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JPMorgan bets on Korean travel agency despite mounting losses

An interior view of Incheon International Airport's departure area on Jan. 19. (Yonhap)
An interior view of Incheon International Airport's departure area on Jan. 19. (Yonhap)
JPMorgan Asset Management has increased its stake in the ailing Korean travel agency Modetour Network to 7.47 percent, banking on a rebound in the post-COVID era despite piling losses, a filing showed Wednesday.

Three of JPMorgan Asset Management subsidiaries obtained an additional 1.07 percent stake, or some 200,000 ordinary shares, in Modetour from December 2019 to January this year, according to the filing.

This solidified JPMorgan’s position as the firm’s second-largest shareholder next to Woo Chong-woo, founder and chief executive of Modetour, who holds a 10.87 percent stake.

Major transactions were made since late 2020, including a 100,000 share acquisition in November for 16,900 won each ($15) and an acquisition of 60,000 shares for 21,040 won each in January.

JPMorgan is subject to disclosure obligations as a Modetour blockholder since 2015 and has said it does not intend to conduct any acts that may influence the management.

The news comes as Korea’s major travel wholesalers dedicated to outbound tour operations are reeling from mounting financial burdens due to travel restrictions posed by the COVID-19 pandemic.

Modetour recorded a 25.1 billion-won net loss in the first three quarters of 2020, a drastic turnaround from a 7.4 billion net profit a year prior.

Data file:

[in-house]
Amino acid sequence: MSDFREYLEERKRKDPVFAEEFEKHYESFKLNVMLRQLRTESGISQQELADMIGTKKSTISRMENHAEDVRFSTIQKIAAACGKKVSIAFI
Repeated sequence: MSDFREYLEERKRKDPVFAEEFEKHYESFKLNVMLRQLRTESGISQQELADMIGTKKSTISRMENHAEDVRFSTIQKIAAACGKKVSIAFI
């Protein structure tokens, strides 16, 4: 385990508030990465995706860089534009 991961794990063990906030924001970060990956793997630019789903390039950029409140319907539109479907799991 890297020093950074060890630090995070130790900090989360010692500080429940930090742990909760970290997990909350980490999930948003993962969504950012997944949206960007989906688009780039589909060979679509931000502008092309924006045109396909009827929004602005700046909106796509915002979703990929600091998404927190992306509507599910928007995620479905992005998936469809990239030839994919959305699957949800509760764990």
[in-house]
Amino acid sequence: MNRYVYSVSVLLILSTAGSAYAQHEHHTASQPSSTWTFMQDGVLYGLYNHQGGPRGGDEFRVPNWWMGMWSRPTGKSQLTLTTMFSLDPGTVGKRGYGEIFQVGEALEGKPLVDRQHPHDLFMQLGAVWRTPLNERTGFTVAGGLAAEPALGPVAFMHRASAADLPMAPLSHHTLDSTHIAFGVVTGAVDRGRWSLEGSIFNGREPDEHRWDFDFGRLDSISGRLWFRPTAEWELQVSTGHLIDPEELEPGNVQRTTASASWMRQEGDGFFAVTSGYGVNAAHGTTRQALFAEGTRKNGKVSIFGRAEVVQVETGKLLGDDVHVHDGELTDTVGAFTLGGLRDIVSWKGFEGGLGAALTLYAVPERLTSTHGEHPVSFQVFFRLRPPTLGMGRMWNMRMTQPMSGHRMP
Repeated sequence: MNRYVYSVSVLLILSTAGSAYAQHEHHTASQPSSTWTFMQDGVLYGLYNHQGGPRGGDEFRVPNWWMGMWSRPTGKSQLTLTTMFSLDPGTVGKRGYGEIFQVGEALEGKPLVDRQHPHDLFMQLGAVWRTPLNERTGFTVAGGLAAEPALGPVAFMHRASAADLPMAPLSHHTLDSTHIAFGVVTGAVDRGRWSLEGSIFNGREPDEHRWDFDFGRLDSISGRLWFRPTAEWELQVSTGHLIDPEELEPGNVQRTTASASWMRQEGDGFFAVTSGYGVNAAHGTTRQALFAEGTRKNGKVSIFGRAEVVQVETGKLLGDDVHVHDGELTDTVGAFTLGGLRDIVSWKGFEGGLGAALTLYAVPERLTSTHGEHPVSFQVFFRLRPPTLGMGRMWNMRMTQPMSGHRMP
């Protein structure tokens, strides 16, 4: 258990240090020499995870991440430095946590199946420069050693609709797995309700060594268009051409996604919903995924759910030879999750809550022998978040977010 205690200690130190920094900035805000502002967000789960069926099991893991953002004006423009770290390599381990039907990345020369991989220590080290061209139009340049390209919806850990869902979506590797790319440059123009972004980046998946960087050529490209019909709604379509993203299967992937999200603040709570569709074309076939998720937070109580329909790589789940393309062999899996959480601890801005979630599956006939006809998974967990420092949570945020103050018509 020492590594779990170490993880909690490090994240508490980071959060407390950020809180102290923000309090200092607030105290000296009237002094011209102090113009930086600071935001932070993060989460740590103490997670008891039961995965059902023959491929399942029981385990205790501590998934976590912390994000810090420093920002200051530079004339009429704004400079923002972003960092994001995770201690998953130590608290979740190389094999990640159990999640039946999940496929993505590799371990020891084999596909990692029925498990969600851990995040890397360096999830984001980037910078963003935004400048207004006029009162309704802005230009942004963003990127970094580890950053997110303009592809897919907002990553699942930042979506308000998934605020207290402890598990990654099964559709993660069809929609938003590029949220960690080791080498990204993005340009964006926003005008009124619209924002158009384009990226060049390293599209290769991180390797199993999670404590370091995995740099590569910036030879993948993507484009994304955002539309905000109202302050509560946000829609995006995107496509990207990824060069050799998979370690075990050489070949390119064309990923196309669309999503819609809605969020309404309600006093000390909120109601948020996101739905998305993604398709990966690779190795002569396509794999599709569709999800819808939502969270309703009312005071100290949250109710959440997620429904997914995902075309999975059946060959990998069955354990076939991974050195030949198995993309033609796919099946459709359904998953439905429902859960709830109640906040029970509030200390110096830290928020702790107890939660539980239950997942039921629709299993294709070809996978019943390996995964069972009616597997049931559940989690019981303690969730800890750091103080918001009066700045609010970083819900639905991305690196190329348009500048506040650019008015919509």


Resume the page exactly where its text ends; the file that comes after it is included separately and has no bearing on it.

Also in the third quarter, Modetour’s liabilities grew larger than its cash reserve for the first time since the pandemic. According to Hyundai Motor Securities analyst Kim Hyun-yong, the remaining cash buffer will still allow the company to stay afloat for the next two years, on the premise that its outbound tour business resumes in the fourth quarter of 2021.

Its rival HanaTour Service, largely controlled by IMM Private Equity, is moving to secure cash through an asset selloff to survive the pandemic. HanaTour on Tuesday announced plans to sell its headquarter building in Seoul for 94 billion won in June, as its preliminary earnings release showed its full-year net loss jumped 18-fold to 220 billion won. 

Moreover, both companies reportedly used up government subsidies to offset payroll costs in a state-led contingency bailout. HanaTour is considering a corporate downsizing and Modetour is looking to impose unpaid leave on employees later this year.

Their stock price, by contrast, showed a sharp rebound.

With stock price bottoming out to a near 7,000-won level in March and a moderate rebound until May, Modetour’s stock price began to rise sharply since the fourth quarter of 2020, to over threefold compared with its 52-week low. HanaTour’s stock price also jumped twofold from its lowest price point in March.

By Son Ji-hyoung (consnow@heraldcorp.com)
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